This goal was also met and the final amount raised was roughly $1.25 million
He stated in December we would receive the new chapter by "February at the latest"
The vast majority of the comments (of which there are nearly three thousand), are excoriating, with fans and former fans referring to him as “former author Patrick Rothfuss” and “A Twitch streamer who wrote a couple of books a few years ago.” One user said, “if GRRM dies, I think Rothfuss is the perfect guy to not finish his books.”
The fan ire is both understandable and frankly overdue; Rothfuss has managed to somehow maintain the goodwill of his readers while enjoying a decade or more of celebrity status at the top of the mainstream corpogeek scene. Having recently published a novel myself, I can more than understand the struggles of an author dealing with the realities of life, family and frustratingly long stretches of sheer lack of inspiration; but even I eventually managed to get a full draft out within eighteen months; for a man who regularly finds time to stream for hours on end, there is no excuse—none—not to have a single chapter written, polished and ready to show your fans, especially when they’ve just handed over a million goddamned dollars to help your charity in exchange for it.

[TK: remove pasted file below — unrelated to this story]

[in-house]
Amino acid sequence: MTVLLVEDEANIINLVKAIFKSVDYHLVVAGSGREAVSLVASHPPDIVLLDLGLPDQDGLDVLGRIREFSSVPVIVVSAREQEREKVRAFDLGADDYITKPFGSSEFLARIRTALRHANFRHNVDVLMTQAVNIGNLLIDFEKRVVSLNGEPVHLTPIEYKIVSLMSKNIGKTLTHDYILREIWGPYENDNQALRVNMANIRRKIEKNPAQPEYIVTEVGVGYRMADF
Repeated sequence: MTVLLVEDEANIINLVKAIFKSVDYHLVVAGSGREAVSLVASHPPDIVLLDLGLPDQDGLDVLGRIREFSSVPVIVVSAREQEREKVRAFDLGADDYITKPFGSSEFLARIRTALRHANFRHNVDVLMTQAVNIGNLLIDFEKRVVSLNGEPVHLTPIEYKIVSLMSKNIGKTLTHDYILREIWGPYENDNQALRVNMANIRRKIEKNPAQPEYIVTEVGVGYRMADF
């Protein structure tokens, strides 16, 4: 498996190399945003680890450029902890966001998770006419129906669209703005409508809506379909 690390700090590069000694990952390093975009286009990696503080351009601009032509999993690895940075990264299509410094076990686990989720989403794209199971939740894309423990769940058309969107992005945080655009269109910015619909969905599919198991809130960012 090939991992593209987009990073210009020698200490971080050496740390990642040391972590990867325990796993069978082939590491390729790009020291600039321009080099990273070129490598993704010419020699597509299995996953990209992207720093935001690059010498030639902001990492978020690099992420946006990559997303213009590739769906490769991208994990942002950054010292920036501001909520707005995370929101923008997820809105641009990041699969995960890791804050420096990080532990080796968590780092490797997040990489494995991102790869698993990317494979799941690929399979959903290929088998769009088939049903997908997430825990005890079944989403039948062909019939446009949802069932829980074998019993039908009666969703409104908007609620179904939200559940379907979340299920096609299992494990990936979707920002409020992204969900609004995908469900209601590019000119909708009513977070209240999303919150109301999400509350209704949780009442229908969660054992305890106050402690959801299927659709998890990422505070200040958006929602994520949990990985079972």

I did a brief tally of his Twitch uploads from the past month, just out of curiosity; Rothfuss found just a shade over nineteen hours to devote to streaming on Twitch. In my estimation, he doesn’t deserve the fan loyalty he’s been gifted with for the past decade plus, and the latest laundry list of excuses seems to be the straw threatening to break the camel’s back.
Pat: get off Twitch and get off the pot. You owe your fans.
Thanks for reading Upstream Reviews! Subscribe for free to receive new posts and support our work.